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Western Kentucky, Central Michigan in Pizza Bowl

Western Kentucky, Central Michigan in Pizza Bowl

DETROIT (AP) Western Kentucky is heading to its first bowl since joining college football's top tier in 2009.

The Hilltoppers will play in the Little Caesars Pizza Bowl in Detroit on Dec. 26 against Central Michigan. Western Kentucky (7-5) was also bowl eligible last year but didn't get to play in one.

``We are honored and pleased to accept a bid to the Little Caesars Pizza Bowl,'' Western Kentucky athletic director Todd Stewart said. ``I am especially happy for our 19 seniors for their perseverance and for overcoming the obstacles and growing pains they have endured.''

The Sun Belt Conference team received an invite from the Pizza Bowl, which has ties with the Big Ten and Mid-American conferences. With Ohio State and Penn State ineligible, postseason options from the Big Ten were limited this year.

This is Western Kentucky's fourth season in the Football Bowl Subdivision.

Central Michigan (6-6) played in this bowl three straight years from 2006-08.

``We've had a wonderful relationship with this bowl in the past,'' Central Michigan athletic director David Heeke said. ``We're excited to go to Detroit and a tremendous football event. We expect Chippewa fans to once again come out in support of our university.''

The Pizza Bowl is usually able to find a local team to invite. Western Michigan played in it last year, and Toledo made the trip the year before.

Western Kentucky made it into a bowl over Middle Tennessee, another Sun Belt team that went 8-4 and beat the Hilltoppers 34-29.

The Blue Raiders lost 45-0 on Saturday to Arkansas State, with the winner taking the Sun Belt title. Then they spent part of Sunday making their case for a bowl berth on a conference call.

Coach Rick Stockstill called being shut out devastating for his seniors and the entire team after an emotional meeting with the Blue Raiders.

``They did what they had to do on the football field and were not rewarded,'' Stockstill said in a statement. ``We had a great year and we will not let the momentum of our 8-4 season be derailed by other people's decisions that I don't agree with.''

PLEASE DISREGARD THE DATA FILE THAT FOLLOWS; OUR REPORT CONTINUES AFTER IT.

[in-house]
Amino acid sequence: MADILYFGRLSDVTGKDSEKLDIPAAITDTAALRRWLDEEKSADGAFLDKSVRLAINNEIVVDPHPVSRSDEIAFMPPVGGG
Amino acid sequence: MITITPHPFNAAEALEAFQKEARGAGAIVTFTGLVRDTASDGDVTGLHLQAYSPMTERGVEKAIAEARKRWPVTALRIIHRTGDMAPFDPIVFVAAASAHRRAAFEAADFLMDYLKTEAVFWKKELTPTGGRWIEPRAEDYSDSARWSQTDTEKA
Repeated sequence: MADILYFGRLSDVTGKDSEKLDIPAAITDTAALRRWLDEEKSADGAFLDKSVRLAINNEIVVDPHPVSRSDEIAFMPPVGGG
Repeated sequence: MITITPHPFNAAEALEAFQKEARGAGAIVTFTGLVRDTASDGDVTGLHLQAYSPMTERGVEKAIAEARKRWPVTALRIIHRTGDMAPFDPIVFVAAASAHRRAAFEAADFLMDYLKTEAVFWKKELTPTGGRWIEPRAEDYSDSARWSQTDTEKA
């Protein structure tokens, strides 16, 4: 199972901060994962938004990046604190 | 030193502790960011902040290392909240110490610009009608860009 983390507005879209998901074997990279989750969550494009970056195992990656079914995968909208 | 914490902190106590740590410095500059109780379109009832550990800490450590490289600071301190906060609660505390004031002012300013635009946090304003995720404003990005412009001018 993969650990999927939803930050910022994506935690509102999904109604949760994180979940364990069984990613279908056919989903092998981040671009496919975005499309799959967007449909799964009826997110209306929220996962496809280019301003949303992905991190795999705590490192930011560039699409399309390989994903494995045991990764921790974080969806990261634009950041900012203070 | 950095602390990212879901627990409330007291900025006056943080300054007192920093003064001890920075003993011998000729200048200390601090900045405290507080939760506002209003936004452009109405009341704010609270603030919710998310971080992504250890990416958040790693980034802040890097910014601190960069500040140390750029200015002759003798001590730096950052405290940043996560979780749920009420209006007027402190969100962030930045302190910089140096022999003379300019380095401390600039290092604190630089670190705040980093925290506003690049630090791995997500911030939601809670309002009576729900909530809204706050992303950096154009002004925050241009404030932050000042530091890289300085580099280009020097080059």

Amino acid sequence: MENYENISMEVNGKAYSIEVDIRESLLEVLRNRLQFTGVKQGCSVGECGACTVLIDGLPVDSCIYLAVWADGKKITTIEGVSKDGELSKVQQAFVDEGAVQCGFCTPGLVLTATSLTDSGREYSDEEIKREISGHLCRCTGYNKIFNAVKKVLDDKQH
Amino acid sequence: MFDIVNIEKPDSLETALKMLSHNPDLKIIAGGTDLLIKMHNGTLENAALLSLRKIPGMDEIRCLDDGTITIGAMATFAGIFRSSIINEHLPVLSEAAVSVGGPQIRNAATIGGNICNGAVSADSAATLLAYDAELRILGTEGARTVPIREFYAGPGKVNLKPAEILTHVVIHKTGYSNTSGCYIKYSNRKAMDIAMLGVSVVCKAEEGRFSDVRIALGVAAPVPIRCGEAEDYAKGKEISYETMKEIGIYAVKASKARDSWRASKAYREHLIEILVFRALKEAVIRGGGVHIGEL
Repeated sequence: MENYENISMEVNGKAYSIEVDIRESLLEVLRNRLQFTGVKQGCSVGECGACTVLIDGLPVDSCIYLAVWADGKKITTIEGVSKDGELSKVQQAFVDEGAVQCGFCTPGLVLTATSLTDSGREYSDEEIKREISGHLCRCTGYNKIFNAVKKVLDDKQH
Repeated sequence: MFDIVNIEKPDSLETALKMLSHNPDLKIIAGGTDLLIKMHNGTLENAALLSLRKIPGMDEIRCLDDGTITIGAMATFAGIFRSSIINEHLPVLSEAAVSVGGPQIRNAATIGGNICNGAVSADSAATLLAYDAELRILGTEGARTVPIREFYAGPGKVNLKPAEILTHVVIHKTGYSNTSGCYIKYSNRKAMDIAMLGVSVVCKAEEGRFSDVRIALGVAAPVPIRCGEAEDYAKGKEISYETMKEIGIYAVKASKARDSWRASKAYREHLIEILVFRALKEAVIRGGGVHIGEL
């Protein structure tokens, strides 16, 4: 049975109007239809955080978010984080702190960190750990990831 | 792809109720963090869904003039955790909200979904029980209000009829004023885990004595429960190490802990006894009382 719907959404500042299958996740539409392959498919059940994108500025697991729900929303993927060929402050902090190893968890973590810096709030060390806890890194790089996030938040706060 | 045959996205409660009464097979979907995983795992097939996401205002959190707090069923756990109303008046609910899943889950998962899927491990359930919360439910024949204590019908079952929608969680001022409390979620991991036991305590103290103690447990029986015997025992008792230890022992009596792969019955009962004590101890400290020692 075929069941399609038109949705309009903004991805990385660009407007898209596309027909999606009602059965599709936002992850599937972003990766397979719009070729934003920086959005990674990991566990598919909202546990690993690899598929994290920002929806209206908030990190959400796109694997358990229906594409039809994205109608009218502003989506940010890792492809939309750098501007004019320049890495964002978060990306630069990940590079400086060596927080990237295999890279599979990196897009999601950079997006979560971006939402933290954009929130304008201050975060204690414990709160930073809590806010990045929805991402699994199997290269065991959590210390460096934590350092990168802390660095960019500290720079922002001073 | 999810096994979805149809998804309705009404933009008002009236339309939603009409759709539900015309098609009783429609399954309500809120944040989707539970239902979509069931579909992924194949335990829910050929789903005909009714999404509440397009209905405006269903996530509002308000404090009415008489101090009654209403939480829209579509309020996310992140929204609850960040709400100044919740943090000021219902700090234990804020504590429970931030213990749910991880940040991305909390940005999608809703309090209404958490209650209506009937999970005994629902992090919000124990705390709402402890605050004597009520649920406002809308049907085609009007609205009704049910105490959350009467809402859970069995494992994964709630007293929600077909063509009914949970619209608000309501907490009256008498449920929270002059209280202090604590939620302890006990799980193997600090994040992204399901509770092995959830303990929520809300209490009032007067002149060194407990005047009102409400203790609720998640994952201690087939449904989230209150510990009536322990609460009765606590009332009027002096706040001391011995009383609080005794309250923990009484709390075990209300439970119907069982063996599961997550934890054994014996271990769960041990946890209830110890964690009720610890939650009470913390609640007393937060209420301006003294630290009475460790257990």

Western Kentucky went 0-12 in 2009, but its ascent has been quick since then. The Hilltoppers were 7-1 in Sun Belt play a season ago. They won at Kentucky this year. Central Michigan won at Iowa.

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AP Sports Writer Teresa M. Walker contributed to this report.

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Michigan's Moritz Wagner could be Wizards' solution for a stretch-five

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Michigan's Moritz Wagner could be Wizards' solution for a stretch-five

The pre-draft workout process can be an exhausting journey for players, with so many flights, hotel rooms and NBA arenas that they can all blend in together. Michigan big man Moritz Wagner, though, may have felt a sense of comfort in Washington for his pre-draft workout for the Wizards on Wednesday.

It was just over a year ago that his Michigan Wolverines cut down the nets at Capital One Arena as champions of the Big Ten conference.

"It was good memories, man. Never gets old," he said while glancing around the stadium.

Wagner, 21, will be seeing a lot more of Capital One Arena once he joins the NBA ranks and it is conceivable he ends up in Washington. They hold the 15th pick in the first round and the 44th pick in the second round and Wagner could be within their reach.

Wagner had an impressive workout in Washington and could provide what the Wizards need. He is a big, mobile and can spread the floor. Wagner was terrific at stepping out to hit threes off pick-and-rolls at Michigan and that ability would work well with Wizards All-Star point guard John Wall.